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Spotify, Google, Pandora, and Amazon have all teamed up to appeal a ruling by the U.S. Copyright Royalty Board that will increase royalties paid to songwriters by 44 percent, reports Variety.

In a joint statement, the companies, which all operate major streaming music services, said that the decision harms both music licensees and copyright owners.

apple-music-note-800x420.jpg
"The Copyright Royalty Board (CRB), in a split decision, recently issued the U.S. mechanical statutory rates in a manner that raises serious procedural and substantive concerns. If left to stand, the CRB's decision harms both music licensees and copyright owners. Accordingly, we are asking the U.S. Court of Appeals for the D.C. Circuit to review the decision."
Apple is not joining the other streaming music services and will not appeal the decision. According to Variety, songwriter organizations have been heavily praising Apple while condemning the other streaming services.

David Israelite, CEO of the National Music Publishers' association, called the appeals from Spotify, Pandora, Google and Amazon "tech bullies who do not respect or value the songwriters who make their businesses possible."

He also thanked Apple Music for not participating in the appeal and for "continuing to be a friend to songwriters."

Article Link: Apple Not Fighting Royalty Increase for Songwriters That Spotify, Pandora, Google and Amazon Have Appealed
 

az431

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Sep 13, 2008
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I mean, it makes sense that Apple isn't going to do it. Them and Tidal (... I think? Correct me if I'm wrong) pays out the most for royalties.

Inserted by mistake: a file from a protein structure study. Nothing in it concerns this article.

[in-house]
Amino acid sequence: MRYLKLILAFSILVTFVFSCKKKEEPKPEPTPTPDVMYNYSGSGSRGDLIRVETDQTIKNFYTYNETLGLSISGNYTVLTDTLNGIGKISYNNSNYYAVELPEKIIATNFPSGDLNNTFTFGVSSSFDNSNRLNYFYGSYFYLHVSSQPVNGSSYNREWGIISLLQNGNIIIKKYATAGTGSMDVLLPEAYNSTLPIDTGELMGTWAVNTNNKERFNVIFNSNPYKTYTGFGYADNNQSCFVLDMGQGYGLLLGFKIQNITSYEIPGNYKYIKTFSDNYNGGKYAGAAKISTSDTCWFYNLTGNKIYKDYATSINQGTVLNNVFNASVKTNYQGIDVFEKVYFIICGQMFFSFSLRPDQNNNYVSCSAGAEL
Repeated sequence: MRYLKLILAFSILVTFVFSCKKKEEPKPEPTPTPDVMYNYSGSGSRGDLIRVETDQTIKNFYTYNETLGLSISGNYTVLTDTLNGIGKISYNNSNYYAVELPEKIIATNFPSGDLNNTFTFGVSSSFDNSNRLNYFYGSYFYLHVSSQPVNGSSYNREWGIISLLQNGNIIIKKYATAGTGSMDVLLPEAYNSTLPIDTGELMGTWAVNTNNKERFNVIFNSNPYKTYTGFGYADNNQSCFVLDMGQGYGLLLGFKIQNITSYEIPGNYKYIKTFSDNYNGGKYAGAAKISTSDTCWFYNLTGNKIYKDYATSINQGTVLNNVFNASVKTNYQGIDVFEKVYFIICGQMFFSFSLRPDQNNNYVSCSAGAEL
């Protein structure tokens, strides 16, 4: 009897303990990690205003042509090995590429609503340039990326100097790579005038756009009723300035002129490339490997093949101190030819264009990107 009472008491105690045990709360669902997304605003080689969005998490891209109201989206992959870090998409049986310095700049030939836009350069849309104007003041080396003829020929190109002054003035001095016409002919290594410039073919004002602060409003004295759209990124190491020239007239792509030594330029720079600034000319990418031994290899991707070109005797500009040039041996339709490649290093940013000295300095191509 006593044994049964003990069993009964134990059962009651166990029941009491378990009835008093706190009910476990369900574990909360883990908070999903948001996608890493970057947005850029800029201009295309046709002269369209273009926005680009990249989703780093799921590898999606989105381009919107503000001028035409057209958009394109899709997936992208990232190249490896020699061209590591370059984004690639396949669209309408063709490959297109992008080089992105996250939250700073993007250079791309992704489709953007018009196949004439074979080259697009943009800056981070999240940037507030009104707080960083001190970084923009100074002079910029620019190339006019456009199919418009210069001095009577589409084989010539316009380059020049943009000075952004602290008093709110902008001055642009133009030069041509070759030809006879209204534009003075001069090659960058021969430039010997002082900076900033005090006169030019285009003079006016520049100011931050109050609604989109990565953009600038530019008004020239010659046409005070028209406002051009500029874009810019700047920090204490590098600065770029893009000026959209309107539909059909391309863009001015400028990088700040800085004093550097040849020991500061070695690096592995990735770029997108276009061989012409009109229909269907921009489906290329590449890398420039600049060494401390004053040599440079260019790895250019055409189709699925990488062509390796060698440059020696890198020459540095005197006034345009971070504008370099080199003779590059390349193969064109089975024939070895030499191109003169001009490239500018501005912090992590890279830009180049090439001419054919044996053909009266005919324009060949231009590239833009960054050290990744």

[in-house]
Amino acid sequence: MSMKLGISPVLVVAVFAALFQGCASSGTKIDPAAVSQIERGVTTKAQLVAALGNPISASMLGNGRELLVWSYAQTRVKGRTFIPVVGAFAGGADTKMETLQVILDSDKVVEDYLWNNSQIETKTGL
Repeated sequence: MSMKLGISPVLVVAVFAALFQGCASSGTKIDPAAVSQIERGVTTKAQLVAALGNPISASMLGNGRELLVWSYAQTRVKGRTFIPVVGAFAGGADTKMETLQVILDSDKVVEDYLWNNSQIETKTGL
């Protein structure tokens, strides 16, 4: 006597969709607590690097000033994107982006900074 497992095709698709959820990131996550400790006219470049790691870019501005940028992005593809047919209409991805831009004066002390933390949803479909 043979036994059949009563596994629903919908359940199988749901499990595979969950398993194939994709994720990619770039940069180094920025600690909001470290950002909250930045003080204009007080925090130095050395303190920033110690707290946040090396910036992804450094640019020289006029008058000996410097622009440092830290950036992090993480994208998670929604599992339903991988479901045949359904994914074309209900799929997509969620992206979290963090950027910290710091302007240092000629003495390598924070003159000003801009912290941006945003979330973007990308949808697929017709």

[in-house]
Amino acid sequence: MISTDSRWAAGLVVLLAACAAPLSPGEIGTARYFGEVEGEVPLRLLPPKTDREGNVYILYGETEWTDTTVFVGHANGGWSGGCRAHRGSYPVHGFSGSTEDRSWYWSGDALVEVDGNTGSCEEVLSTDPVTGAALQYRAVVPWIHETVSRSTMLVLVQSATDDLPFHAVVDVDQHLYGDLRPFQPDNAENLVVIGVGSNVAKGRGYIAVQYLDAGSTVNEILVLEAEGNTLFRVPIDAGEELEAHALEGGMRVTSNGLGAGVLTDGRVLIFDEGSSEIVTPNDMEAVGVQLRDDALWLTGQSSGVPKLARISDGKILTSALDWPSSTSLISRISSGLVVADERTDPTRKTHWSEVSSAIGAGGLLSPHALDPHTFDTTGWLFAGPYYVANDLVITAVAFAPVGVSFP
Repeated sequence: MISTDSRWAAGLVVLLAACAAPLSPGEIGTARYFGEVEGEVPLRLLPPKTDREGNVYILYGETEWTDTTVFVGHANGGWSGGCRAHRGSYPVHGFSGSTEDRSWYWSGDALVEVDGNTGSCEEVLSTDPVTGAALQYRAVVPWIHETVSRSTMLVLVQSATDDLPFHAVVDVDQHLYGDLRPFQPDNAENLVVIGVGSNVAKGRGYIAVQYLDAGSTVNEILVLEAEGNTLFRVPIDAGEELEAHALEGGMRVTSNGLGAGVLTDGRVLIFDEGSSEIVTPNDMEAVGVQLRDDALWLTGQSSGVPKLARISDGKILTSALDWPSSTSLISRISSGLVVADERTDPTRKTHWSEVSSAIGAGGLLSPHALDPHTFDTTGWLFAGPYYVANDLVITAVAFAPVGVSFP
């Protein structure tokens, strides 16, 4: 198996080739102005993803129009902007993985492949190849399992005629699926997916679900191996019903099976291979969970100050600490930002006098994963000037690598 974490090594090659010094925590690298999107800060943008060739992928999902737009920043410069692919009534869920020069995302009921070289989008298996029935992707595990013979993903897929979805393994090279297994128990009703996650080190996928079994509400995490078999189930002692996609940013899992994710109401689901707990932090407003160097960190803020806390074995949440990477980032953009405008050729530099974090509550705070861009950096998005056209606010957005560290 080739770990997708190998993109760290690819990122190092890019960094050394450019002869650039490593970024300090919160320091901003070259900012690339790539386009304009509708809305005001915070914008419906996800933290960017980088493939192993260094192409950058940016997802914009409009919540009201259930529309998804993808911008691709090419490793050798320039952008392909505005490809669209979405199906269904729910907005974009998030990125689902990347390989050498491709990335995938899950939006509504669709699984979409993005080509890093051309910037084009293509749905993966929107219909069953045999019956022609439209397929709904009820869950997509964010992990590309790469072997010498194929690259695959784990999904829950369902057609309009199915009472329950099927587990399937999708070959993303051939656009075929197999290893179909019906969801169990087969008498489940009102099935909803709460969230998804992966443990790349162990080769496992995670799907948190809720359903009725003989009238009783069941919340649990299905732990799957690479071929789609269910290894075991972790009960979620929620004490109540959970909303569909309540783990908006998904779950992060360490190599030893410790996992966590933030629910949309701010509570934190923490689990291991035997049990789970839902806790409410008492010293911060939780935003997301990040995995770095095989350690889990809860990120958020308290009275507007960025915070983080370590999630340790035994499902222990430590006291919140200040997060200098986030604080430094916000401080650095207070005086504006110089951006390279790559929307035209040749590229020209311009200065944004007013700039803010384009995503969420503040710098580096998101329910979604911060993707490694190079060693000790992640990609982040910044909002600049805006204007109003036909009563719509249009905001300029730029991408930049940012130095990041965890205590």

Anyway, I'm happy to see that Apple is on the better side of this situation.

You're wrong. Streaming services generally do not negotiate royalties directly with individual artists.
 

CLS727

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Feb 5, 2018
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Why throw more lawyers and money into the ring when their competitors will take care of it for them.
 
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1050792

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Apple is smart in this.

1. Let the others fight and if they win Apple benefits as well.

2. By not going against the raise legally, they keep the relationship with artists and labels in good standing which could more than likely prove beneficial in the long run.

Smart move...
Yeah, they're a marketing company.
 
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Junior117

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Apr 9, 2015
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You're wrong. Streaming services generally do not negotiate royalties directly with individual artists.

I didn't say they directly negotiate royalties with artists; I only said they pay out the most royalties (I didn't mention to who, though, but I assume it's to the music labels (Sony BMG, Universal Music, etc.)), though, if I'm wrong about that, then please correct me.

Could you highlight where I was wrong so I have a better understanding of what you were talking about?
 

2010mini

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Jun 19, 2013
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Smart move by Apple. I’m sure they don’t mind if these companies win. But now they look like they support the artists over profits.